Gov. Cooper backs offshore wind projects in new executive order

Gov. Roy Cooper briefs media at the Emergency Operations Center in Raleigh. Photo via N.C. Dept. of Public Safety

RALEIGH – Gov. Roy Cooper issued a new executive order on Wednesday backing offshore wind energy and setting targets for the state’s development of new projects.

According the order, the state will strive for development of 2.8 gigawatts of offshore wind energy resources off the coast by 2030 and that targets increases to 8.0 GW by 2040.

Additionally, the order creates two new positions for clean energy economic development and offshore wind military affairs in addition to a task force foe wind economic resource strategies.

“Offshore wind power will help North Carolina create jobs and generate economic development while helping us transition to a clean energy economy,” said Gov. Cooper. “North Carolina’s national leadership in clean energy and manufacturing plus our highly trained workforce create a strong business environment for offshore wind supply chain and manufacturing companies.

This is not the first time Cooper has created a commission in an effort to circumvent the statutory Energy Policy Council, which is led by the state’s Lt. Gov. Before the “wind commission” Cooper created a Climate Change Interagency Council so that he could amplify his message through a group of his appointees.

Just last week, following the N.C. Senate’s decision not to confirm Dionne Delli-Gatti as the state’s N.C. Department of Environmental Quality secretary, he named her “North Carolina Clean Energy director” to continue her work to lead the state’s transition to clean energy.

Bloomberg News reported that the offshore wind plans mirror a push by President Joe Biden.

The entire U.S. currently only has two commercial wind farms with a total capacity of 42 megawatts, with Biden setting a goal of 30 GW by 2030 and later approving the first offshore wind farm in the U.S. in May.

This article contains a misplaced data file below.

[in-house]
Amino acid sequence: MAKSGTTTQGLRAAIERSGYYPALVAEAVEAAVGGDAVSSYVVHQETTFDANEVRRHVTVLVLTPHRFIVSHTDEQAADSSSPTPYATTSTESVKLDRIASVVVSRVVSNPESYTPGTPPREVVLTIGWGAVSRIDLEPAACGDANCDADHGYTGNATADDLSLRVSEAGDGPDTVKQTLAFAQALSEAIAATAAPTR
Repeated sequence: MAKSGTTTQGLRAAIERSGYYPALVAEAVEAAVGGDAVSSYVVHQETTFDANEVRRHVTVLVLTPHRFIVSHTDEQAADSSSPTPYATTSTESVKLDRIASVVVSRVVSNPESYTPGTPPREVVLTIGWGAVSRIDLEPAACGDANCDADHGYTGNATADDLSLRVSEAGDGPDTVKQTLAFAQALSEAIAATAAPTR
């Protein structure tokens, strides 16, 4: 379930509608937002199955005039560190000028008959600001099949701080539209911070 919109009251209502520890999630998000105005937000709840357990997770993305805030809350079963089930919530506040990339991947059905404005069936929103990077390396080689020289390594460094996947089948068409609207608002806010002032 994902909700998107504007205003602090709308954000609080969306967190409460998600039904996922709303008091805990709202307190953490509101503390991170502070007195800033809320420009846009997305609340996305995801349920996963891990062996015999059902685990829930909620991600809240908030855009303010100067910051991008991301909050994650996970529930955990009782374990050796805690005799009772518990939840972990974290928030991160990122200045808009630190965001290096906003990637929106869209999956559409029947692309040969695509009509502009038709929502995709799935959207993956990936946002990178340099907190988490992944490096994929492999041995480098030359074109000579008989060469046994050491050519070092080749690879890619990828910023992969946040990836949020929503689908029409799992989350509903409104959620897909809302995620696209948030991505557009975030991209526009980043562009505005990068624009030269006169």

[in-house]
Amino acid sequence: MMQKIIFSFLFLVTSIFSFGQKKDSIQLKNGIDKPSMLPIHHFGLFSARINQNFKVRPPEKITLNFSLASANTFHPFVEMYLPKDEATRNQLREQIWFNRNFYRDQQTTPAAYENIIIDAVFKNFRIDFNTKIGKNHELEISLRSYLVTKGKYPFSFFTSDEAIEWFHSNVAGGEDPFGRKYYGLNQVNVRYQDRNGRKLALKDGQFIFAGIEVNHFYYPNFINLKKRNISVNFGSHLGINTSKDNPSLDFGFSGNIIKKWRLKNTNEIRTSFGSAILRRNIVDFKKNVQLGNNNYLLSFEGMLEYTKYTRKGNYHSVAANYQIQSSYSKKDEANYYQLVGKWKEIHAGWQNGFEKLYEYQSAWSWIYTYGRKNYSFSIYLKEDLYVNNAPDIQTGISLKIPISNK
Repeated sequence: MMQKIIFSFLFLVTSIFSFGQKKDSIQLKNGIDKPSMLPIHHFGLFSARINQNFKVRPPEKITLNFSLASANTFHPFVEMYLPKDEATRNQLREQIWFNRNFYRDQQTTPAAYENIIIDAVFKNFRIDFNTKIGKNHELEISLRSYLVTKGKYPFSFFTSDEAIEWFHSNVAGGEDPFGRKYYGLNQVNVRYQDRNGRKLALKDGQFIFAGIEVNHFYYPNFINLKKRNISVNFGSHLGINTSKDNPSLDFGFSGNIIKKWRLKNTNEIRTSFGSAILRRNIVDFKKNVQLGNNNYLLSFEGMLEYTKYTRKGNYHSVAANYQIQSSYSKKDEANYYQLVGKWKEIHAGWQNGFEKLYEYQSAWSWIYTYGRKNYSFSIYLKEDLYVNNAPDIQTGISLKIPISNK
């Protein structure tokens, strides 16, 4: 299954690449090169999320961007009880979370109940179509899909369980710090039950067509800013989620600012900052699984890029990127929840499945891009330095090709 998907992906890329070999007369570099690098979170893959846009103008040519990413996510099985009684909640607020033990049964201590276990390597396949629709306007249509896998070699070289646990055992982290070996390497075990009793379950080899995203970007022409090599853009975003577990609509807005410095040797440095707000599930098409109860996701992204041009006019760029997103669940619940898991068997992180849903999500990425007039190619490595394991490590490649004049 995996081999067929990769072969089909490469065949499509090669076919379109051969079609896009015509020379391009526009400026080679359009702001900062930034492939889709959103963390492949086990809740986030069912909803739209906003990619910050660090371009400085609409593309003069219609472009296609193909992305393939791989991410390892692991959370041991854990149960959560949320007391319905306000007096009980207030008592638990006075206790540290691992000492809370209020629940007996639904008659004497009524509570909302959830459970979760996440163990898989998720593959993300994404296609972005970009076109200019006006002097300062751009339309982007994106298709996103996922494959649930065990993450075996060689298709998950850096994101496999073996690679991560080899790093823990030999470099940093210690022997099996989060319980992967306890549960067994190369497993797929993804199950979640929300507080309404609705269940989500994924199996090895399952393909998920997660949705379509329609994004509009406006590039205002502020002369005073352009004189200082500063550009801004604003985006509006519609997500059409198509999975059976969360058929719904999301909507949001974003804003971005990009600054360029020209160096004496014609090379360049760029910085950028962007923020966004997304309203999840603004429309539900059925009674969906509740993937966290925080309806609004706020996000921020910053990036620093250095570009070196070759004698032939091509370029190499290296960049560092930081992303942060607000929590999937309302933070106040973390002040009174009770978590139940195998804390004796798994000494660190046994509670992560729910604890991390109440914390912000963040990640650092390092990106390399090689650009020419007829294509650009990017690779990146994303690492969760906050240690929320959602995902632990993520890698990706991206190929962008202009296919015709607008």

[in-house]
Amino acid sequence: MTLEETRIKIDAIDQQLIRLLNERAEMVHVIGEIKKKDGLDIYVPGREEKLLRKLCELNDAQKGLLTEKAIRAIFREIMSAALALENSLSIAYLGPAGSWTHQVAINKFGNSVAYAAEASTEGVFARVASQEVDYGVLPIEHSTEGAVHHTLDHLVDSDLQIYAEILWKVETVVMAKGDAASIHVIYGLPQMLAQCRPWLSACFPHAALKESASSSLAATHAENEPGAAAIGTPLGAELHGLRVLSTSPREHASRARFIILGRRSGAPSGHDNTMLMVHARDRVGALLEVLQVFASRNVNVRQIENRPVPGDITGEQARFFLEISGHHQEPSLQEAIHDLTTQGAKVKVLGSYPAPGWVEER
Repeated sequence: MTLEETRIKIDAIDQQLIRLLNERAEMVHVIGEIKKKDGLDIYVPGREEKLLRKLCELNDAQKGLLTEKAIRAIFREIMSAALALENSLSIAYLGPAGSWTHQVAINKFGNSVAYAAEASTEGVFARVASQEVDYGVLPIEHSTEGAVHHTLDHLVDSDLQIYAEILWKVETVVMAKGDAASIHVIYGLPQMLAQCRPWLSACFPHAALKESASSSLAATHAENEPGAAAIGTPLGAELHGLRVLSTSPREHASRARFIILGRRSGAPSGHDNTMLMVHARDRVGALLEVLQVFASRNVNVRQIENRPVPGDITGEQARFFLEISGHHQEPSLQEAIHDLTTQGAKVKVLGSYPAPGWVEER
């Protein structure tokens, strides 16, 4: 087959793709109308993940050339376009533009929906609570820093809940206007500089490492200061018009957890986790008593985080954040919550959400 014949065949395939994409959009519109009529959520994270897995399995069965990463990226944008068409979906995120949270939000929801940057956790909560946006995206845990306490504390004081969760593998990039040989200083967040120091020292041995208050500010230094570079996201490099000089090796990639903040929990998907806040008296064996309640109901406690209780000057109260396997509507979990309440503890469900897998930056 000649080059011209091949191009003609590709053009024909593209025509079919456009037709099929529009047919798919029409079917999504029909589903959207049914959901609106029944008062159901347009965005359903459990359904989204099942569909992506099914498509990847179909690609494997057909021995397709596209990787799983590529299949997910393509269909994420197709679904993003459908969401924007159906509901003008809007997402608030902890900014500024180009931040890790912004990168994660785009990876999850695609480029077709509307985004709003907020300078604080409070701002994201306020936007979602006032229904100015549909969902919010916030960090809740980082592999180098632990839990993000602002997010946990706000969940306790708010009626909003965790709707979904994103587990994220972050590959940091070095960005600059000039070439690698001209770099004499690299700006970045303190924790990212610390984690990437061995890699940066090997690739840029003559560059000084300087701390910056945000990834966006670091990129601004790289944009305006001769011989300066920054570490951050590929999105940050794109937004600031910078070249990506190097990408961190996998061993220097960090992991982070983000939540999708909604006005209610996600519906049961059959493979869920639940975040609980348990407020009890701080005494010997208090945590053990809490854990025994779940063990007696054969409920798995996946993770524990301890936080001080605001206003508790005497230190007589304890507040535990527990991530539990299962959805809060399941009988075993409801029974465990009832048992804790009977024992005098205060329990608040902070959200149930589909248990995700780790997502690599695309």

Energy policy experts including former Representative Chris Millis are not convinced of Cooper’s position.

“I am concerned by Cooper’s action to promote on the backs of our ratepayers a form of energy production that is unproven, unreliable, and very expensive. Cooper is blocking North Carolina’s access to affordable, clean natural gas, but is willing to risk our economic well-being by promoting hundreds of wind turbines. The irony of his position is that wind turbines need the redundancy of a shadow grid backed up by natural gas to work,” said Millis. “I am also surprised that Cooper’s order doesn’t mention North Carolina’s tourism industry. Hundreds of turbines off the shore of the Outer Banks and Wilmington will spoil our pristine coastline.”

Millis, an engineer and former N.C. House Rep., authored The Ratepayer Protection Act during his tenure in the legislature.

Duke Energy, the state’s largest energy utility company, weighed in the announcement.

“We are committed to a clean, reliable energy transition for the Carolinas which will require a diverse energy mix, including renewable resources, as well as thoughtful analysis and planning to ensure continued reliability for customers. We will continue to collaborate with policymakers to evaluate and advance solutions that yield a balanced energy portfolio and promote the region’s economic growth,” said Grace Rountree, a spokesperson for the company.

Today’s order appears to be the next step in a push led by regional governors to create a hub for offshore wind energy and industry.

An October 2020 memorandum of understanding between Cooper, Maryland Gov. Larry Hogan, and Virginia Gov. Ralph Northam created a framework for the three states to cooperatively promote, develop, and expand offshore wind energy.

“Offshore wind development combined with our strong solar capacity will bring more high paying, clean energy jobs to North Carolina while we continue to ramp up our fight against climate change,” said Cooper at the time.

An area around Kitty Hawk has already been identified for development by Avangrid Renewables and reviewed by the U.S. Bureau of Ocean Energy Management (BOEM) and the project developer, Avangrid Renewables including environmental studies and public engagement processes.

The Wind Energy Area (WEA) is 200 square miles, according to the project backer, and claims it would minimize impacts to other users of the Atlantic Ocean.

The order expires on Dec. 24, 2024, Cooper’s last day in office.

The full EO can be read here.